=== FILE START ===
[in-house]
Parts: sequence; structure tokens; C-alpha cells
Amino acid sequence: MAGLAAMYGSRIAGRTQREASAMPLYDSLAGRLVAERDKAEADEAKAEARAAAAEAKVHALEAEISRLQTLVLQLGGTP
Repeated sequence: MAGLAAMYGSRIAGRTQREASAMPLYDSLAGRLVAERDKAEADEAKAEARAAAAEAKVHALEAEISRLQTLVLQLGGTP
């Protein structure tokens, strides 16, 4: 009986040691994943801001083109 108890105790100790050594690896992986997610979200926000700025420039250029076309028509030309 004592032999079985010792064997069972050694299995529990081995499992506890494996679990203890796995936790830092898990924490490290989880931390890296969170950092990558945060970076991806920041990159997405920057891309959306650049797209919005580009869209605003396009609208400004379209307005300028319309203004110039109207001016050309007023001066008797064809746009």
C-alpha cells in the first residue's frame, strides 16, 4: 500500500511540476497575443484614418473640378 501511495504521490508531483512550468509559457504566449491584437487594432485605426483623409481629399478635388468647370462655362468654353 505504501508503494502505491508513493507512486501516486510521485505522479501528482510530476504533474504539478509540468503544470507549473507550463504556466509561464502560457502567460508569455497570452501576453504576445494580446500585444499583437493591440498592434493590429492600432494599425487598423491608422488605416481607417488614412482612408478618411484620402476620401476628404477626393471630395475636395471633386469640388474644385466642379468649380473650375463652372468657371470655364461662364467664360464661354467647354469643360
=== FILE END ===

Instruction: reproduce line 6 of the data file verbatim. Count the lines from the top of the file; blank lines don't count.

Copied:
C-alpha cells in the first residue's frame, strides 16, 4: 500500500511540476497575443484614418473640378 501511495504521490508531483512550468509559457504566449491584437487594432485605426483623409481629399478635388468647370462655362468654353 505504501508503494502505491508513493507512486501516486510521485505522479501528482510530476504533474504539478509540468503544470507549473507550463504556466509561464502560457502567460508569455497570452501576453504576445494580446500585444499583437493591440498592434493590429492600432494599425487598423491608422488605416481607417488614412482612408478618411484620402476620401476628404477626393471630395475636395471633386469640388474644385466642379468649380473650375463652372468657371470655364461662364467664360464661354467647354469643360